Tuesday, March 16, 2010

Thank You Vijay Shah!

The 2008 Republican National Convention was held in St. Paul, Minnesota. My father-in-law (Hi Bob!) mentioned walking around outside the XCel Energy Center, checking out the protesters. Knowing my father-in-law's feelings regarding his Constitutional rights, particularly his Second Amendment rights, he may have had a concealed weapon on his person at the time. My reaction to hearing he walked around the protests was something like: "Careful, they may think you are a terrorist." And, of course, his response to this was to chuckle. After all, who would ever imagine that a 74 year old, American male of Norwegian and Swedish (and, he claims, Prussian) descent could possibly be a terrorist?

I love my father-in-law, but I am sometimes baffled by the confidence he has and the freedom he enjoys. I wish that all Americans, myself included, could feel such confidence and enjoy such freedom.

I went to college with Vijay Shah. He was one of those people I considered a friend, though we didn't have much in common. Vijay was a really nice person, not snarky or cynical, and I didn't value kindness so much back then. I mean, Vijay was born and raised in Ohio, he was such the earnest midwesterner and I was trying so hard to be cool, what could we possibly have to talk about beyond the thesis advisor we shared (Doug Fix) and us both being of Indian descent?

Luckily, we have been able to keep in touch via Facebook.

Back in 2004, Vijay was arrested while protesting at the Democratic National Convention in Boston. He was one of three men of Indian descent to be detained during the Democratic National Convention. It is hard not to conclude that he was the victim of racial profiling and his constitutional rights were repeatedly violated. Vijay filed a lawsuit against the law enforcement officers who detained him and it went to trial last week. The jury ruled on Saturday.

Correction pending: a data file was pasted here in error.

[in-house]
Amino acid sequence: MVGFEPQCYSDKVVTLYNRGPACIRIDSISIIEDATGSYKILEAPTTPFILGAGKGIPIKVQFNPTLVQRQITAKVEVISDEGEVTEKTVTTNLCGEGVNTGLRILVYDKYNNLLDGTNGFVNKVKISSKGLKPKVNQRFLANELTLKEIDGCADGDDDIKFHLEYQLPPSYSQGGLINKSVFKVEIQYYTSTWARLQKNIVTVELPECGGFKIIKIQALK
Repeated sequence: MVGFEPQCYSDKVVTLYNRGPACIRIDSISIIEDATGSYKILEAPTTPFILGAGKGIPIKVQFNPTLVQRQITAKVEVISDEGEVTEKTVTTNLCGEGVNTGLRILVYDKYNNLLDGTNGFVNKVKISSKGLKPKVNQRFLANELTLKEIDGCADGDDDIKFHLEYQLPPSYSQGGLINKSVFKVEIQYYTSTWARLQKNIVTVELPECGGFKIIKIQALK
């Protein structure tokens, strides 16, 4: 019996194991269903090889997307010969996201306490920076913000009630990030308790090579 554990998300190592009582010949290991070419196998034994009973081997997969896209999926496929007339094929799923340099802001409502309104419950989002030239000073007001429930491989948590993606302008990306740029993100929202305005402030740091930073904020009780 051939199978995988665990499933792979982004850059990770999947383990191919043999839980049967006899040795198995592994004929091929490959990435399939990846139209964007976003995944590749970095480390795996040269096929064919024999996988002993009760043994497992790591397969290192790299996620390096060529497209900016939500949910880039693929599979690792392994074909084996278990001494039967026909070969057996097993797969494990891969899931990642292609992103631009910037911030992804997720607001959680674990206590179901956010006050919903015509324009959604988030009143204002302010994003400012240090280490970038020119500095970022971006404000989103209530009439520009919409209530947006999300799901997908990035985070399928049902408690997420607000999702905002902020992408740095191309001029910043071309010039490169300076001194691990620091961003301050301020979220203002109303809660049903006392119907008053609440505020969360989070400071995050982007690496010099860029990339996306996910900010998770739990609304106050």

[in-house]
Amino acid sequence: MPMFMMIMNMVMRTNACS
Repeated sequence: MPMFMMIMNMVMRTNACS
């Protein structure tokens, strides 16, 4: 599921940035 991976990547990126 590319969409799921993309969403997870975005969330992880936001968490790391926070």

The Secret Service Agent was found liable for violating Vijay's constitutional rights.

Please take the time to listen to Vijay describe his arrest and trial here (it is the 3/13 Sounds of Dissent Show, 11 a.m, beginning around the 39 minute mark). It is shocking.

If we hadn't gone to school with one another, I never would know about this. The other men who were arrested chose not to file a lawsuit. There aren't a whole lot of articles about Vijay's arrest or lawsuit archived on the internet. Which makes me wonder how often this sort of thing is happening and we never know about it, either because the victims don't speak up or there just isn't a lot of attention paid to these cases by the mainstream media.

As a person of Indian descent, I feel like what happened to Vijay could have happened to me. Well, alright, I don't really think it could happen to me. I suspect that my gender, my light skin, and the fact that Julian is with me wherever I go renders me less suspicious. But what if it doesn't? I mean, up until the moment the unidentified agents were pushing Vijay down the alleyway and slapping handcuffs on him, he believed that as a law abiding citizen, he was not a person of interest. Without a doubt it could happen to my brother.

As an American, I feel an enormous amount of gratitude towards Vijay for standing up for the Constitutional Rights that are guaranteed to every single one of us.

Justice prevails!

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1 Comments:

Blogger 毅力 said...

thank you for you to make me learn more,thank you∩0∩

10:11 PM, March 22, 2010  

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